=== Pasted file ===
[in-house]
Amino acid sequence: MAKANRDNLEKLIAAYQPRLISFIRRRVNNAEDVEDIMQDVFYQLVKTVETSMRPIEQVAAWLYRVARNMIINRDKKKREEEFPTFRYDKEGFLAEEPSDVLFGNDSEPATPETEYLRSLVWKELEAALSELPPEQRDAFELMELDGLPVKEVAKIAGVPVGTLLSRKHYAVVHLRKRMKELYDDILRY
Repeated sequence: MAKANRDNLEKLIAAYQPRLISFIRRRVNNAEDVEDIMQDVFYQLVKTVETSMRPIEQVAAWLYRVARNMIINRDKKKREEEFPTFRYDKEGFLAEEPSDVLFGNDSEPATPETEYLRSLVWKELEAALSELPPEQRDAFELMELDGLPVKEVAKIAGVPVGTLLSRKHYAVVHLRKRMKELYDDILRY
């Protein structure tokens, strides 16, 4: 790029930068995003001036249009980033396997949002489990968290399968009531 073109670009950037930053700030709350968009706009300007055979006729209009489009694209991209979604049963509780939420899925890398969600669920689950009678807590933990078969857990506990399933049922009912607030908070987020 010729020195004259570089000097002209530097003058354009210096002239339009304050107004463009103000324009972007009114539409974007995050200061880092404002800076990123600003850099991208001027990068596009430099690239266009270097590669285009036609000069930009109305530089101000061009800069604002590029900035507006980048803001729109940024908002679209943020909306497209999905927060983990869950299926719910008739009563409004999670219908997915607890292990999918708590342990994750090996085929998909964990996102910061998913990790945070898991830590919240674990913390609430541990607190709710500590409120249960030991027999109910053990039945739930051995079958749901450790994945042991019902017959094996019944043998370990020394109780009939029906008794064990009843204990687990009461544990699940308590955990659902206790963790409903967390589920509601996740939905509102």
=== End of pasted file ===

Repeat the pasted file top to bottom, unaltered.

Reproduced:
[in-house]
Amino acid sequence: MAKANRDNLEKLIAAYQPRLISFIRRRVNNAEDVEDIMQDVFYQLVKTVETSMRPIEQVAAWLYRVARNMIINRDKKKREEEFPTFRYDKEGFLAEEPSDVLFGNDSEPATPETEYLRSLVWKELEAALSELPPEQRDAFELMELDGLPVKEVAKIAGVPVGTLLSRKHYAVVHLRKRMKELYDDILRY
Repeated sequence: MAKANRDNLEKLIAAYQPRLISFIRRRVNNAEDVEDIMQDVFYQLVKTVETSMRPIEQVAAWLYRVARNMIINRDKKKREEEFPTFRYDKEGFLAEEPSDVLFGNDSEPATPETEYLRSLVWKELEAALSELPPEQRDAFELMELDGLPVKEVAKIAGVPVGTLLSRKHYAVVHLRKRMKELYDDILRY
């Protein structure tokens, strides 16, 4: 790029930068995003001036249009980033396997949002489990968290399968009531 073109670009950037930053700030709350968009706009300007055979006729209009489009694209991209979604049963509780939420899925890398969600669920689950009678807590933990078969857990506990399933049922009912607030908070987020 010729020195004259570089000097002209530097003058354009210096002239339009304050107004463009103000324009972007009114539409974007995050200061880092404002800076990123600003850099991208001027990068596009430099690239266009270097590669285009036609000069930009109305530089101000061009800069604002590029900035507006980048803001729109940024908002679209943020909306497209999905927060983990869950299926719910008739009563409004999670219908997915607890292990999918708590342990994750090996085929998909964990996102910061998913990790945070898991830590919240674990913390609430541990607190709710500590409120249960030991027999109910053990039945739930051995079958749901450790994945042991019902017959094996019944043998370990020394109780009939029906008794064990009843204990687990009461544990699940308590955990659902206790963790409903967390589920509601996740939905509102």